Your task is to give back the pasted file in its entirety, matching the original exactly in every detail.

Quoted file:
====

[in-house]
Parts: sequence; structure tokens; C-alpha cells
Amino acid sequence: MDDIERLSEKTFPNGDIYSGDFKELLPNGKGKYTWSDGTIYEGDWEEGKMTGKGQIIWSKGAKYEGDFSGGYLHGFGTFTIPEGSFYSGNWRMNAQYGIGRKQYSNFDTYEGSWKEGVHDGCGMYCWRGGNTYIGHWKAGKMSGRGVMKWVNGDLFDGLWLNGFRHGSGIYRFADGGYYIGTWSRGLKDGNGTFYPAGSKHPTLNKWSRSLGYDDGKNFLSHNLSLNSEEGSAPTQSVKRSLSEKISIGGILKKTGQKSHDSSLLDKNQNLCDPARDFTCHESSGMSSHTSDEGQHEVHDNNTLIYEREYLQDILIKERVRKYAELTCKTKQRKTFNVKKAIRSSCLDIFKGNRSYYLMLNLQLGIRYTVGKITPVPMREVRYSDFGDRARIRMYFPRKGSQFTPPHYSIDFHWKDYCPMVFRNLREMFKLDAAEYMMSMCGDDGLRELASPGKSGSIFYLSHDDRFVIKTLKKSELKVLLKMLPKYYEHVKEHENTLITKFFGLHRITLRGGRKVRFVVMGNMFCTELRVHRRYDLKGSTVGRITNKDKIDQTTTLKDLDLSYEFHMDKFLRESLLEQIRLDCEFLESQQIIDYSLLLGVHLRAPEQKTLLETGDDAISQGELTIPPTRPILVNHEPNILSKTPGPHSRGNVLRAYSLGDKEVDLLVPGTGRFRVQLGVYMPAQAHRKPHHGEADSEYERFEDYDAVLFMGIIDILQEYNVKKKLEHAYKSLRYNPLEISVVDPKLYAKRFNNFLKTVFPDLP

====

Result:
[in-house]
Parts: sequence; structure tokens; C-alpha cells
Amino acid sequence: MDDIERLSEKTFPNGDIYSGDFKELLPNGKGKYTWSDGTIYEGDWEEGKMTGKGQIIWSKGAKYEGDFSGGYLHGFGTFTIPEGSFYSGNWRMNAQYGIGRKQYSNFDTYEGSWKEGVHDGCGMYCWRGGNTYIGHWKAGKMSGRGVMKWVNGDLFDGLWLNGFRHGSGIYRFADGGYYIGTWSRGLKDGNGTFYPAGSKHPTLNKWSRSLGYDDGKNFLSHNLSLNSEEGSAPTQSVKRSLSEKISIGGILKKTGQKSHDSSLLDKNQNLCDPARDFTCHESSGMSSHTSDEGQHEVHDNNTLIYEREYLQDILIKERVRKYAELTCKTKQRKTFNVKKAIRSSCLDIFKGNRSYYLMLNLQLGIRYTVGKITPVPMREVRYSDFGDRARIRMYFPRKGSQFTPPHYSIDFHWKDYCPMVFRNLREMFKLDAAEYMMSMCGDDGLRELASPGKSGSIFYLSHDDRFVIKTLKKSELKVLLKMLPKYYEHVKEHENTLITKFFGLHRITLRGGRKVRFVVMGNMFCTELRVHRRYDLKGSTVGRITNKDKIDQTTTLKDLDLSYEFHMDKFLRESLLEQIRLDCEFLESQQIIDYSLLLGVHLRAPEQKTLLETGDDAISQGELTIPPTRPILVNHEPNILSKTPGPHSRGNVLRAYSLGDKEVDLLVPGTGRFRVQLGVYMPAQAHRKPHHGEADSEYERFEDYDAVLFMGIIDILQEYNVKKKLEHAYKSLRYNPLEISVVDPKLYAKRFNNFLKTVFPDLP